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Cardiovascular risk profile in Olympic athletes: an unexpected and underestimated risk scenario
  1. Flavio D’Ascenzi1,
  2. Stefano Caselli2,
  3. Federico Alvino1,
  4. Barbara Digiacinto2,
  5. Erika Lemme2,
  6. Massimo Piepoli3,
  7. Antonio Pelliccia2
  1. 1 Department of Medical Biotechnologies, Division of Cardiology, University of Siena, Siena, Italy
  2. 2 Institute of Sports Medicine and Science, Rome, Italy
  3. 3 Heart Failure Unit, Cardiology, G da Saliceto Hospital, Piacenza, Italy
  1. Correspondence to Dr Flavio D’Ascenzi, Department of Medical Biotechnologies, Division of Cardiology, University of Siena, Siena 53100, Italy; flavio.dascenzi{at}


Background Prevalence of cardiovascular (CV) risk factors has been poorly explored in subjects regularly engaged in high-intensity exercise programmes. Our aim was, therefore, to assess the prevalence and distribution of CV risk factors in a large population of competitive athletes, to derive the characteristics of athlete’s lifestyle associated with the best CV profile.

Methods 1058 Olympic athletes (656 males, 402 females), consecutively evaluated in the period 2014–2016, represent the study population. Prevalence and distribution of CV risk factors was assessed, in relation to age, body size and sport.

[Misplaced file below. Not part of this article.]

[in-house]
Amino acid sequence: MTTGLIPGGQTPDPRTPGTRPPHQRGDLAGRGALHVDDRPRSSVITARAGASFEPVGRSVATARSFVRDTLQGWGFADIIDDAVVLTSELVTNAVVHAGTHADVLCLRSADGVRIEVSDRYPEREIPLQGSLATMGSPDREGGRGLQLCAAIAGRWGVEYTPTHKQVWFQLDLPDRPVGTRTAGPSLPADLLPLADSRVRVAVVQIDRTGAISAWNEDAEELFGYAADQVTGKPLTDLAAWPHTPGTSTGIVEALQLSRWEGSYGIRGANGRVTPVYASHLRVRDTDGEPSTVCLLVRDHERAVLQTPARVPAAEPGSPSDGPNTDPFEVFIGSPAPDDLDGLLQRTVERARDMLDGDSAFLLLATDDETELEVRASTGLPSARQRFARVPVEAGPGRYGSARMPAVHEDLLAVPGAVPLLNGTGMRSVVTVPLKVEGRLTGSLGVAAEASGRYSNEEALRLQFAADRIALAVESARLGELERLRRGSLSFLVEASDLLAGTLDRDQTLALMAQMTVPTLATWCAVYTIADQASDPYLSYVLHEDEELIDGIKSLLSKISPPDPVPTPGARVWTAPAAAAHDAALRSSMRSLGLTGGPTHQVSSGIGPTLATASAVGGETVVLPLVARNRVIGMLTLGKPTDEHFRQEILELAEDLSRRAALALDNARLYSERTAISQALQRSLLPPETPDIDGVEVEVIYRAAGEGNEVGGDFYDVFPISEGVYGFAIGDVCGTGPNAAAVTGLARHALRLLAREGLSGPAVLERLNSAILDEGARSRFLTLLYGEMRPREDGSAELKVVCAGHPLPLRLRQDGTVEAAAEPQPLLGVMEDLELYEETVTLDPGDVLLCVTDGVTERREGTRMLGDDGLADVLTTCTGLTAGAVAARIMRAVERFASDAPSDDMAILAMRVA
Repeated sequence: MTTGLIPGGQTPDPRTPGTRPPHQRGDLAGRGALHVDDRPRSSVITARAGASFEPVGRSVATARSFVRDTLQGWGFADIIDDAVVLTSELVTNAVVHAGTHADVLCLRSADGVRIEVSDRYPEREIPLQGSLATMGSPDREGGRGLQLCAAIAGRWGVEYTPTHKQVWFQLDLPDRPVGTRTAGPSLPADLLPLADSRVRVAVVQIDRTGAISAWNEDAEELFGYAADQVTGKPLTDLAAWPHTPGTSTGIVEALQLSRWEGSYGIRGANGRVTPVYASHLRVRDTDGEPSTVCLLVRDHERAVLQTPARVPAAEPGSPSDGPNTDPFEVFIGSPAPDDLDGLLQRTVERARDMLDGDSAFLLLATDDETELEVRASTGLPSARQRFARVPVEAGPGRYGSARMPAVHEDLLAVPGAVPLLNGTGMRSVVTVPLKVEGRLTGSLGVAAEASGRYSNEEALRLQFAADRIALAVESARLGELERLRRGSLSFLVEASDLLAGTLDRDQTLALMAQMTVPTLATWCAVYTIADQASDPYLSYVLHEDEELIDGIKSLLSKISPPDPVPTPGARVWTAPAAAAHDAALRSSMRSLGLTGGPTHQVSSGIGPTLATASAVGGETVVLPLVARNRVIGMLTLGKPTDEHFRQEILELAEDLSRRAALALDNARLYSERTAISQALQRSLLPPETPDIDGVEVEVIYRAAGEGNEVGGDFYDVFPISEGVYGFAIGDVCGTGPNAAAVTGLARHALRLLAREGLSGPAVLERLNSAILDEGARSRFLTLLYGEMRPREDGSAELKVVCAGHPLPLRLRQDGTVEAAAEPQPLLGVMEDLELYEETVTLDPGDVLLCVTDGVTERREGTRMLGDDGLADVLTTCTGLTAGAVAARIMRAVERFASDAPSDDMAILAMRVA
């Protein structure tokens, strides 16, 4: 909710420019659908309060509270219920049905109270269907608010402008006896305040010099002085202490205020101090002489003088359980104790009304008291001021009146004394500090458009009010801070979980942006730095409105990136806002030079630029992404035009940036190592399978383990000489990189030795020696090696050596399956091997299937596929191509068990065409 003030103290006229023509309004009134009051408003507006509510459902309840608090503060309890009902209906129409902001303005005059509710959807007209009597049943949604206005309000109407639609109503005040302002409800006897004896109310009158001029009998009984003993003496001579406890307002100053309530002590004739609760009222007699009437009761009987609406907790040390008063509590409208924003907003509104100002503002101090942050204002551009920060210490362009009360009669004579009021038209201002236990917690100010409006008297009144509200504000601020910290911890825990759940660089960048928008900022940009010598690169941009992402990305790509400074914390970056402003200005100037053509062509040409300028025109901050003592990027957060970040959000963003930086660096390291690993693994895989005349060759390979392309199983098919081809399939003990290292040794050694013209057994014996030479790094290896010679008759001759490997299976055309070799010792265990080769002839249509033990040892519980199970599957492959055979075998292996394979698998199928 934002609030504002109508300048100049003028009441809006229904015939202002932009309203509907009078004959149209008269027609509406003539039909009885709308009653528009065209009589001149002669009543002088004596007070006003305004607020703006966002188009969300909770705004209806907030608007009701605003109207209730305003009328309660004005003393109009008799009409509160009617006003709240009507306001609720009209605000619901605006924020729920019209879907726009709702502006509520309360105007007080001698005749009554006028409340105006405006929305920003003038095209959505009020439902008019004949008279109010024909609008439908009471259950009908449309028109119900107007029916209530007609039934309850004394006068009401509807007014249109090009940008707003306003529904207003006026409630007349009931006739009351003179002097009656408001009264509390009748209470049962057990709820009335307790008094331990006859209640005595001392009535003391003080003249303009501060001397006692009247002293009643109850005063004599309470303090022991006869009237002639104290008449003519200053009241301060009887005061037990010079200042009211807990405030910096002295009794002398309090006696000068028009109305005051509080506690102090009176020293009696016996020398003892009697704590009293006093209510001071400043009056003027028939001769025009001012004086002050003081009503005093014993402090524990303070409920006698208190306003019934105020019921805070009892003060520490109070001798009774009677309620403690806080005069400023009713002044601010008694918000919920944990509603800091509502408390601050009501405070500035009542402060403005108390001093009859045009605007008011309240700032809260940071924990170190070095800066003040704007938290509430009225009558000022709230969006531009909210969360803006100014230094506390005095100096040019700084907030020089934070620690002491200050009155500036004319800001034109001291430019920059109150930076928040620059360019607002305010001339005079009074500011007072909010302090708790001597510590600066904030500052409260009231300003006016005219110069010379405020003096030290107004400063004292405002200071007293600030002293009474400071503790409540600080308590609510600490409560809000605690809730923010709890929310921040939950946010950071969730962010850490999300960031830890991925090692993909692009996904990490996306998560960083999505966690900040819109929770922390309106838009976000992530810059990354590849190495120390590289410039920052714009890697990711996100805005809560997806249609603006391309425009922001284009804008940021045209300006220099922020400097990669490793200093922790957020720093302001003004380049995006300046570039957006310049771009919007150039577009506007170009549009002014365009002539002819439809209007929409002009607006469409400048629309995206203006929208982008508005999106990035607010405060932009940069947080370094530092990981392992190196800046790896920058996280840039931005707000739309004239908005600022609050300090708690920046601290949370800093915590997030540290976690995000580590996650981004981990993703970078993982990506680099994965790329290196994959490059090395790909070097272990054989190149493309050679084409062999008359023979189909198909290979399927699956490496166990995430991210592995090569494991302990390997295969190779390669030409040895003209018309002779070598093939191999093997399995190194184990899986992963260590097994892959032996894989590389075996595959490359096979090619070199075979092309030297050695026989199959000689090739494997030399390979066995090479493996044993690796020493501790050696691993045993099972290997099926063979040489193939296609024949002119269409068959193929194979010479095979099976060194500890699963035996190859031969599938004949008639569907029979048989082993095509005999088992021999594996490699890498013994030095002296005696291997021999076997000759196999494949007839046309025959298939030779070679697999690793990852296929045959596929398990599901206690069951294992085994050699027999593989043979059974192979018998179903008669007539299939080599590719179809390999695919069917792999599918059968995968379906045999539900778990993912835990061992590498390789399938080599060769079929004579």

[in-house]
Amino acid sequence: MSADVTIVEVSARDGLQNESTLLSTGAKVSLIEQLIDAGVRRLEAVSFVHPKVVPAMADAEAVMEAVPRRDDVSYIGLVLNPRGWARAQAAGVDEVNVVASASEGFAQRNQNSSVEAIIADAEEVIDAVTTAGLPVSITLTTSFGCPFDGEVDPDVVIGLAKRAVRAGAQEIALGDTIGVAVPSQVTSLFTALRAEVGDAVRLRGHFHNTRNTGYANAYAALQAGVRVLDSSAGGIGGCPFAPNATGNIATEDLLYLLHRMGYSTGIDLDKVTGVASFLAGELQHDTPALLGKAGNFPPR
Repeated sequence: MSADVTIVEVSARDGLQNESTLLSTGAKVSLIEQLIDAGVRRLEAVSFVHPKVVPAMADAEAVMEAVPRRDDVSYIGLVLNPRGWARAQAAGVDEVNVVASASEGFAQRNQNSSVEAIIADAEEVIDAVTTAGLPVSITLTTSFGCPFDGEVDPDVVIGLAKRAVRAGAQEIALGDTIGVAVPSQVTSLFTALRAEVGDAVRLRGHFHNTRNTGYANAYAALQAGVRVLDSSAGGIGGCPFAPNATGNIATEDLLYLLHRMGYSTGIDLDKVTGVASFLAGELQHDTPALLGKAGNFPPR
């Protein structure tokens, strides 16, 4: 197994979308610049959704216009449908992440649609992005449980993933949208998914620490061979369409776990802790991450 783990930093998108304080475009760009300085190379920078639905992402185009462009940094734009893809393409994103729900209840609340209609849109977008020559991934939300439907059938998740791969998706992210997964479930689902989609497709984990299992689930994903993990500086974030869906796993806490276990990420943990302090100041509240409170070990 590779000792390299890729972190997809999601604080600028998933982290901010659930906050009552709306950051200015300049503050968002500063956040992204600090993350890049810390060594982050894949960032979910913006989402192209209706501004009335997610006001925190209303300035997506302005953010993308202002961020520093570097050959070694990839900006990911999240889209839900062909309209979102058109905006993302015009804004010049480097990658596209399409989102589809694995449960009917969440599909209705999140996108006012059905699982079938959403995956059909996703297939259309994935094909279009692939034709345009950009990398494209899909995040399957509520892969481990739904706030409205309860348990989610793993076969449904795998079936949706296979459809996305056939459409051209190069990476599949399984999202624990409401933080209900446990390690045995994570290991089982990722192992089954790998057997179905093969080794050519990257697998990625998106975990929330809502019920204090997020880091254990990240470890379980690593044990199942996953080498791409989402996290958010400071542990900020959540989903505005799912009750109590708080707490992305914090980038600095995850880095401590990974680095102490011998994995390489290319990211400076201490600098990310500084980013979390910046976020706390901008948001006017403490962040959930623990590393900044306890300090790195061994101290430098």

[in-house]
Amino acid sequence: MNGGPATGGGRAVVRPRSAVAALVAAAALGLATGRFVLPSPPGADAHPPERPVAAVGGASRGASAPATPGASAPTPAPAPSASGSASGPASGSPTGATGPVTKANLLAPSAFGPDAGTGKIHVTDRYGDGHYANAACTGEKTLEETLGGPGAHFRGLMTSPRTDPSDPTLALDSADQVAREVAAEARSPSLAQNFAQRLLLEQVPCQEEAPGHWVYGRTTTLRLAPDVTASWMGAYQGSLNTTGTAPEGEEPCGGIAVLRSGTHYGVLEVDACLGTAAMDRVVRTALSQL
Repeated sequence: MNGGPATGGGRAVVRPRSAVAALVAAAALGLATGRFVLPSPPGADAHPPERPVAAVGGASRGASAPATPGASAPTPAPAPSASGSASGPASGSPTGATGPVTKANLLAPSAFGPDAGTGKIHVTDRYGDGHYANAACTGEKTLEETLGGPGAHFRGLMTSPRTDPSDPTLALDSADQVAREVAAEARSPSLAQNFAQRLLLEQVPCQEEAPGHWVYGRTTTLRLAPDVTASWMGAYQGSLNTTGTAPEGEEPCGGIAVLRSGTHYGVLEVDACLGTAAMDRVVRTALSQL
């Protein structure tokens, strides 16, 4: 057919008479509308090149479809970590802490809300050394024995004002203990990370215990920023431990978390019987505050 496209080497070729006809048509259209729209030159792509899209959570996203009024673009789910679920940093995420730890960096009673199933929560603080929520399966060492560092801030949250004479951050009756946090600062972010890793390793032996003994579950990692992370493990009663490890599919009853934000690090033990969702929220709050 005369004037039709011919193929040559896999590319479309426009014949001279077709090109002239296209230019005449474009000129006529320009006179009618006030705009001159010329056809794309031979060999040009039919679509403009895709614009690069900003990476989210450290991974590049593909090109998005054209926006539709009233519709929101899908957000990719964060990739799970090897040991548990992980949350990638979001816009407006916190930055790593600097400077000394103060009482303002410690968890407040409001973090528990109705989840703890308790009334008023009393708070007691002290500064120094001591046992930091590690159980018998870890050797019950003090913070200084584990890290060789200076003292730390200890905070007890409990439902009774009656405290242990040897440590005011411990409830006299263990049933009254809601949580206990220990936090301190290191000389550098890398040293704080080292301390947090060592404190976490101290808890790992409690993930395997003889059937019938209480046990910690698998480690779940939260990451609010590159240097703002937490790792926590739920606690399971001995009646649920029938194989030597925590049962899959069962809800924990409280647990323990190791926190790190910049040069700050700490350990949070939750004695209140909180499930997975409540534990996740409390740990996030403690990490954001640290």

Findings Dyslipidemia was the most common risk (32%), followed by increased waist circumference (25%), positive family history (18%), smoking habit (8%), hypertension (3.8%) and hyperglycaemia (0.3%). Large subset of athletes (418, 40%) had none or 1 (414, 39%) risk factor, while only a few (39, 3.7%) had 3/4 CV risk factors. The group without risks largely comprised endurance athletes (34%). Ageing was associated with higher total and low-density lipoprotein cholesterol, triglycerides (p<0.001) and glycaemia (p=0.002) and lower high-density lipoprotein cholesterol. On multivariate logistic regression analysis, age, BMI and body fat were identified as independent predictors of increased CV risk.

Interpretation Dyslipidemia and increased waist circumference are common in elite athletes (32% and 25%, respectively). A large proportion (40%) of athletes, mostly endurance, are totally free from risk factors. Only a minority (3%) presents a high CV risk, largely expression of lifestyle and related to modifiable CV risk factors.

  • physical activity
  • training
  • athlete’s heart
  • cardiovascular
  • risk factor
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  • Contributors The authors declared no conflicts of interest.

  • Funding The authors have not declared a specific grant for this research from any funding agency in the public, commercial or not-for-profit sectors.

  • Competing interests None declared.

  • Patient consent Obtained.

  • Ethics approval Local Ethics Committee of the Institute of Sports Medicine.

  • Provenance and peer review Not commissioned; externally peer reviewed.

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